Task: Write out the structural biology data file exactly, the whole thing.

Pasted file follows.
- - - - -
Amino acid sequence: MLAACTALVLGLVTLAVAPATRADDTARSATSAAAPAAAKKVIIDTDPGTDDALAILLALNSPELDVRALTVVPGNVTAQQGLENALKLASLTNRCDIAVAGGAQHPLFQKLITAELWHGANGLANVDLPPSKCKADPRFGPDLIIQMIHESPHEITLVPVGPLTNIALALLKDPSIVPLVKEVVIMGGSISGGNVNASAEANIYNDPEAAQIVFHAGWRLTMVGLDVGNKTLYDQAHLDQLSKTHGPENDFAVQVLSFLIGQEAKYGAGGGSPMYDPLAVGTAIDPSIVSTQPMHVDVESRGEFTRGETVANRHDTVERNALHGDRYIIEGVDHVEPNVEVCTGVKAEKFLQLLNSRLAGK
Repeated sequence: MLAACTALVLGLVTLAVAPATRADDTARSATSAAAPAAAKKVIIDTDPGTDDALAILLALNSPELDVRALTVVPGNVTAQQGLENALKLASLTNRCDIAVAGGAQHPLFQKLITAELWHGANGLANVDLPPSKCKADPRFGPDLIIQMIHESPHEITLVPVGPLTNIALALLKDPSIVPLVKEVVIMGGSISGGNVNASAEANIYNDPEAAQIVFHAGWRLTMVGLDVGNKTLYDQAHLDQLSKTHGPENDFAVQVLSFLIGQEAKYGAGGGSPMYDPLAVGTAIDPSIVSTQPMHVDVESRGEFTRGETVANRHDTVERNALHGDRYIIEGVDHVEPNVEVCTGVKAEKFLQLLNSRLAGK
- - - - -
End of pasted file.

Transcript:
Amino acid sequence: MLAACTALVLGLVTLAVAPATRADDTARSATSAAAPAAAKKVIIDTDPGTDDALAILLALNSPELDVRALTVVPGNVTAQQGLENALKLASLTNRCDIAVAGGAQHPLFQKLITAELWHGANGLANVDLPPSKCKADPRFGPDLIIQMIHESPHEITLVPVGPLTNIALALLKDPSIVPLVKEVVIMGGSISGGNVNASAEANIYNDPEAAQIVFHAGWRLTMVGLDVGNKTLYDQAHLDQLSKTHGPENDFAVQVLSFLIGQEAKYGAGGGSPMYDPLAVGTAIDPSIVSTQPMHVDVESRGEFTRGETVANRHDTVERNALHGDRYIIEGVDHVEPNVEVCTGVKAEKFLQLLNSRLAGK
Repeated sequence: MLAACTALVLGLVTLAVAPATRADDTARSATSAAAPAAAKKVIIDTDPGTDDALAILLALNSPELDVRALTVVPGNVTAQQGLENALKLASLTNRCDIAVAGGAQHPLFQKLITAELWHGANGLANVDLPPSKCKADPRFGPDLIIQMIHESPHEITLVPVGPLTNIALALLKDPSIVPLVKEVVIMGGSISGGNVNASAEANIYNDPEAAQIVFHAGWRLTMVGLDVGNKTLYDQAHLDQLSKTHGPENDFAVQVLSFLIGQEAKYGAGGGSPMYDPLAVGTAIDPSIVSTQPMHVDVESRGEFTRGETVANRHDTVERNALHGDRYIIEGVDHVEPNVEVCTGVKAEKFLQLLNSRLAGK